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09:15-10:45 Session 6: Concepts and ethics
Location: UniS, A-122
Virtues, Rights, or Consequences? Mapping the Way for Conceptual Ethics

ABSTRACT. Are there virtues that constitutively involve using certain conceptsDoes it make sense to speak of rights and duties to use certain concepts? And do consequentialist approaches to concepts necessarily have to reproduce the difficulties that plague utilitarianism? These are fundamental orientating questions for the emerging field of conceptual ethics. In this talk, I first map out and explore the main ways in conceptual ethics might hope to take its cue from the virtue-theoretical, deontological, and consequentialist traditions of ethical thought. After finding them all wanting, I sketch a concern-based approach that looks more promising and show it how avoids the problems of other approaches.

Reconceptualizing Place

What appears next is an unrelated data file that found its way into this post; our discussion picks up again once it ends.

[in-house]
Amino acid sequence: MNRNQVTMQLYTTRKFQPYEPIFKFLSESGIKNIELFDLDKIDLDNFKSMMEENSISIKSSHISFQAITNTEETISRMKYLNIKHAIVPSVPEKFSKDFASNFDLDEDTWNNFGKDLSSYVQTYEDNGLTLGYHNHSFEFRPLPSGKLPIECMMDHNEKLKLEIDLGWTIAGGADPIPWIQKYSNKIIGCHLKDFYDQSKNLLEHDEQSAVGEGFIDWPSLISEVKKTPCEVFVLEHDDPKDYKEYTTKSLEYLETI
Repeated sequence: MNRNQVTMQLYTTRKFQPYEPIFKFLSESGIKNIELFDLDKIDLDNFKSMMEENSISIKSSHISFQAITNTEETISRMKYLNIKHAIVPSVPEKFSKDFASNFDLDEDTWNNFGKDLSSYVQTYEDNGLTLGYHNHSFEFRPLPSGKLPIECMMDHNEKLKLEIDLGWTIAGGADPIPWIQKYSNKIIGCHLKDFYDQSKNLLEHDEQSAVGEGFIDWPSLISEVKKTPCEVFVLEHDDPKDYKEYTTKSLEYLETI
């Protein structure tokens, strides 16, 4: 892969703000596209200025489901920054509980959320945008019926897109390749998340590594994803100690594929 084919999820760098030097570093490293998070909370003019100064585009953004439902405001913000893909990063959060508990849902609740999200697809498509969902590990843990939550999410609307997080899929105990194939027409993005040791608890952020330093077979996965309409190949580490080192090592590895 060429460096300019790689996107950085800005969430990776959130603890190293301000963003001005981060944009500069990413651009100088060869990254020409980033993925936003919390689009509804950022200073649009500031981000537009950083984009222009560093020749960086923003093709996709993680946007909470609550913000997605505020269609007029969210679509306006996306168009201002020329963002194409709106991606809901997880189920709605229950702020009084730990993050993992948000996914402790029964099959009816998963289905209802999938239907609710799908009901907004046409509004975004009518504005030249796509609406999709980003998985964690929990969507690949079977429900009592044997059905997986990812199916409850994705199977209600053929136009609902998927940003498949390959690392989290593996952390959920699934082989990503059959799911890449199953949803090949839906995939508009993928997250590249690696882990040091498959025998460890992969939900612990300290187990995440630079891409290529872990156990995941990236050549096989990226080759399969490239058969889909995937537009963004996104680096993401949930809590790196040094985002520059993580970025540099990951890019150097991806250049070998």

ABSTRACT. Various philosophers have discussed the importance of thinking and philosophizing about the concept of ‘place’. A necessary structure of human experience, place is vital to the very foundation of human experience. More than the geography or the arrangement of places, place is a concept that molds human experience and contributes to the understanding of oneself and the world. Despite its importance, place has not been problematized enough, and has been neglected in studies of intersectionality. The role and influence of place in a person’s diversity wheel and web of oppressive structures have been reduced to either racial, class, or gender mere racial categories. As a result, current critical theories fall short of drawing up the effects of place on intersectionality. I propose a reconceptualization of place and highlight the role that place aspects play in the oppression and marginalization of individuals.

11:15-12:45 Session 7A: History: 18th and 19th century
Location: UniS, A-122
Aufklärung der Begriffe: Zur Ordnungslogik der „Encyclopédie“